When news first surfaced in March that X-Men 2 and X-Men: Days of Future Past director Bryan Singer was in town directing a pilot for Fox connected to Marvel Comics, the network couldn't deny that it's an X-Men show quick enough.
So when the news broke that the pilot was picked up for a full season, a lot of fans thought the first trailer might explain which of their favorite comic book characters would make the transition from the printed page to the small screen. The trailer landed earlier this week, and while it looks like an exciting action-adventure drama, it only raises more questions.
The trailer for The Gifted — which has already topped 30 million views on YouTube — features a familiar story from the Marvel Universe. Some high school-aged children living the idyllic American life discover that they have mutant powers that allow them to do things like attract metal and move objects with their minds.
The father is part of some fictional government agency responsible for rounding up mutants, created out of mankind's natural fear of others who are different. (Never mind their terrifying abilities.) So when he discovers that his children have mutant powers, he tries to keep them from the same agency that put a roof over his family's head.
So it's about mutants being hunted by the government, just like the mutants in other Marvel stories, and one of the mutant teenagers does mention the X-Men as kind of a legendary, underground militia.
So if it's not an X-Men property, then what is it exactly?
"We've seen this story before," says Clay Harrison, a co-organizer of the Dallas Comic Book Club and a frequent guest speaker at several local conventions. "This is pretty much what X-Men 1 is, where you have moments that are cliche at this point, like the parents who can't deal with [their child being a mutant] or maybe parents who did things against mutants, like we see in X-Men 2."
A press release issued by Fox before the March pilot shoot lists some characters, like Thunderbird (Blair Redford), Blink (Jamie Chung) and Polaris (Emma Dumont). They parallel some characters that have appeared in Marvel comics and some of the movies, says Aaron White, a consignment director with Heritage Auctions of Dallas who specializes in comic books and comic art.
Thunderbird, for instance, first appeared in the comics in '71, as part of a relaunched X-Men team that also brought Wolverine and Storm on board. But Thunderbird died a few issues later.
Blink, White says, was a "pretty popular character" who lived a short life after her debut in the main X-Men story line, and again in an alternative universe X-Men timeline in the '90s, but became a full member of the team in the Age of Apocalypse book and made an appearance in Singer's Days of Future Past film.
Polaris is the longest-surviving character of the three. She first appeared in the comics in '68 and has been popping up in comic panels ever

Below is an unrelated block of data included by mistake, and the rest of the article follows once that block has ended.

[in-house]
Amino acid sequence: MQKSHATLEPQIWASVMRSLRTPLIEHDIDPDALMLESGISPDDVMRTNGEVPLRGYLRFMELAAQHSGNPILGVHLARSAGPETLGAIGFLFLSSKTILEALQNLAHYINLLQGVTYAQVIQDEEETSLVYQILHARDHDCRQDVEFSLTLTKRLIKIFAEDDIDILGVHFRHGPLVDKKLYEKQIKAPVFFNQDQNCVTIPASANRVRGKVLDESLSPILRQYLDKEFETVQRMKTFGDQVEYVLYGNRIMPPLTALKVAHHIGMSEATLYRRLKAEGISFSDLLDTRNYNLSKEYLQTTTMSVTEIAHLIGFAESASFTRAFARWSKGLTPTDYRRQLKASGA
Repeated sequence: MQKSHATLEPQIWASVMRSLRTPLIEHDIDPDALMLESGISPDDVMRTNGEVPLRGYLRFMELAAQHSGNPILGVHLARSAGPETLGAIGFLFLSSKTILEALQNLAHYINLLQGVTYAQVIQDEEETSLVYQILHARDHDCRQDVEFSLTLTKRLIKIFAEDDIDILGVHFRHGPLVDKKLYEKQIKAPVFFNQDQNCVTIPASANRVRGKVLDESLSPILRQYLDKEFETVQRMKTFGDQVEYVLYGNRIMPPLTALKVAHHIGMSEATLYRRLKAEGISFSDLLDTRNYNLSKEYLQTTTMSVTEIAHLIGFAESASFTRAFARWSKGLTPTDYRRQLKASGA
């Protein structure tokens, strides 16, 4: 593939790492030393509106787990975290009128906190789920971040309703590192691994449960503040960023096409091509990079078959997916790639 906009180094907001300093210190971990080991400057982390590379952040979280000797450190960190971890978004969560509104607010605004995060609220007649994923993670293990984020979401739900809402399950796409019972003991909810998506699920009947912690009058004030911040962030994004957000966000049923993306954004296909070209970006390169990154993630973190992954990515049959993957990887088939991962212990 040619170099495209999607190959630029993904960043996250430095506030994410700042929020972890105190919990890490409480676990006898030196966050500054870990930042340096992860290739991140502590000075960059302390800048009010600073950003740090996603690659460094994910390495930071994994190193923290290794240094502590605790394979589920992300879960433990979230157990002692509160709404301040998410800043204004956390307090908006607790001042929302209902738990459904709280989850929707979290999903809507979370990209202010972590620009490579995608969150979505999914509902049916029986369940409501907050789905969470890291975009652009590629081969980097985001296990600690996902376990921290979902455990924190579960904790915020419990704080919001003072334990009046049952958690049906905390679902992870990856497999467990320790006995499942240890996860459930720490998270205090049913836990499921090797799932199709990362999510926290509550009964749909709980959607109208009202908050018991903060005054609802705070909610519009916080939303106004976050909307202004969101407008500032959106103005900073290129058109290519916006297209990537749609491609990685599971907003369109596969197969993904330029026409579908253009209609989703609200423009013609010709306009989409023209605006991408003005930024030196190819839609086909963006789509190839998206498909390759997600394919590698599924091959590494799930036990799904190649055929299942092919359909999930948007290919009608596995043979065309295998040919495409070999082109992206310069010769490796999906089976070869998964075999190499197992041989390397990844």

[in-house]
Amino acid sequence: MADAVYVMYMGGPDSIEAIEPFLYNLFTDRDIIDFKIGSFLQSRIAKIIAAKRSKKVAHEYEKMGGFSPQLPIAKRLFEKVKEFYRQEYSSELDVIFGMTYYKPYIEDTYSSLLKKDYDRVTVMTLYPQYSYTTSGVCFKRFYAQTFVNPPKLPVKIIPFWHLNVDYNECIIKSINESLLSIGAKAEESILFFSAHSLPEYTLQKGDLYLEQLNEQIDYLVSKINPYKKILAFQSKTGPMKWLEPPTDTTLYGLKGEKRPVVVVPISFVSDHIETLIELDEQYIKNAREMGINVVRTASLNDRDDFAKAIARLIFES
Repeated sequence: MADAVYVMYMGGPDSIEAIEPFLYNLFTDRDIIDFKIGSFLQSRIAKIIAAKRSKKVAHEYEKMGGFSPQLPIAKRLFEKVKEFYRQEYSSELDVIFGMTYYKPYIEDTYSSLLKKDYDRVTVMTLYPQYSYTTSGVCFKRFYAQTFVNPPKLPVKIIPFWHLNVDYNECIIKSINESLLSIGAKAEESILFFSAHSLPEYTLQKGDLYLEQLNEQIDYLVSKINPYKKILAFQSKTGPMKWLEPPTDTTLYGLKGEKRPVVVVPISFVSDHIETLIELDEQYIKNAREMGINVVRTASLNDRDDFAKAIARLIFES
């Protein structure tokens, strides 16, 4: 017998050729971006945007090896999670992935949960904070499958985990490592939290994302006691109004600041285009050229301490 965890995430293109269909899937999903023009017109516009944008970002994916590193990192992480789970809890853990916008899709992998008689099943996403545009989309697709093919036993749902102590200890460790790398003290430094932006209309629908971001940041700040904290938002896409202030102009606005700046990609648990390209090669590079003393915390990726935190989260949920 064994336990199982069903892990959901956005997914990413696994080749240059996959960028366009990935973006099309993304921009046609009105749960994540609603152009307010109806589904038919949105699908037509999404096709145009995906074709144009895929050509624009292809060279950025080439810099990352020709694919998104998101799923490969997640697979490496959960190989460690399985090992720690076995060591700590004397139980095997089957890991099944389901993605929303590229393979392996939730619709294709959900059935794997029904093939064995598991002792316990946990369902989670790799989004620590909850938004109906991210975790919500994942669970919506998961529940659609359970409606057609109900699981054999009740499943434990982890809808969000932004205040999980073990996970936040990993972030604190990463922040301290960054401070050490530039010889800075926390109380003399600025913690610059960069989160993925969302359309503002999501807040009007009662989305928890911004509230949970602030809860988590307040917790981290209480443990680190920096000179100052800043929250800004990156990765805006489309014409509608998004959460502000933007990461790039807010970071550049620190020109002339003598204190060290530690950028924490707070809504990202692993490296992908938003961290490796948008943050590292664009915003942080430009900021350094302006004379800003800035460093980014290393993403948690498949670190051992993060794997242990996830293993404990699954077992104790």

"It looks like they are kind of mashing up a bunch of different ideas on this one," White says. "You've got a bunch of new characters that they've invented for the show and a handful of other X-Men properties they're throwing in there. I think what this is is they're just using the idea of the wider universe of mutants as a sort of backdrop, and you have a couple of characters who are established in the Marvel Universe, but they also have some original characters as well."
The presence of these characters in the series alone could offer some clues about their fates and the show's direction. Harrison says that in the comic books, Polaris is the daughter of Magneto, the main mutant villain of the original X-Men team.
"She doesn't look like the comic book character because the character has green hair," Harrison says. "I don't think the look on TV is that important. Legion has a style and that style should surpass what that looks like in the comic."
Thunderbird's inclusion could hint at a small-screen debut of the X-Force, a much more militant and violent version of the X-Men. Harrison wonders if the X-Force character's inclusion in the show is an attempt by Fox to set it apart from the CW's lineup of DC Comics-inspired shows by having "a TV universe and a movie universe that's all mixed together."
Harrison also noticed on the show's website that the last name of the series' beleaguered parents — Strucker — matches a comic character named Baron Wolfgang von Strucker, a high-ranking Hydra leader who served as Red Skull's second in command during World War II.
"We've seen him in movies like Captain America 2, so the fact that they are giving him his last name might just be that they're just using this or it may be a way to tie it to the Marvel Cinematic Universe in the future," Harrison says.
Of course, we'll only know what plans Singer and company have for this latest addition to the Marvel Comics empire after they finish filming in the summer. White notes that lots of fans are going to "put out these guesses about what the shows are going to be about, and then they throw you a curveball."
"You're telling a whole new story, so you can go in any direction you want," White says. "Even when you're telling classic stories like Days of Future Past that are nothing like the comics, but similar enough that you can pass it off as that, and tell it on your own way, comics are always being rebooted and reimagined."
Harrison says shows and movies based on comic properties don't have to be 100 percent faithful to the source material to please the fans. In fact, straying from them in ways that The Gifted might do in its first season can make them more interesting.
"Knowing stories like The Walking Dead and what's happening is OK," Harrison says, "but when a show is really good and you don't have anything to compare it to, you can just sit back and enjoy it."
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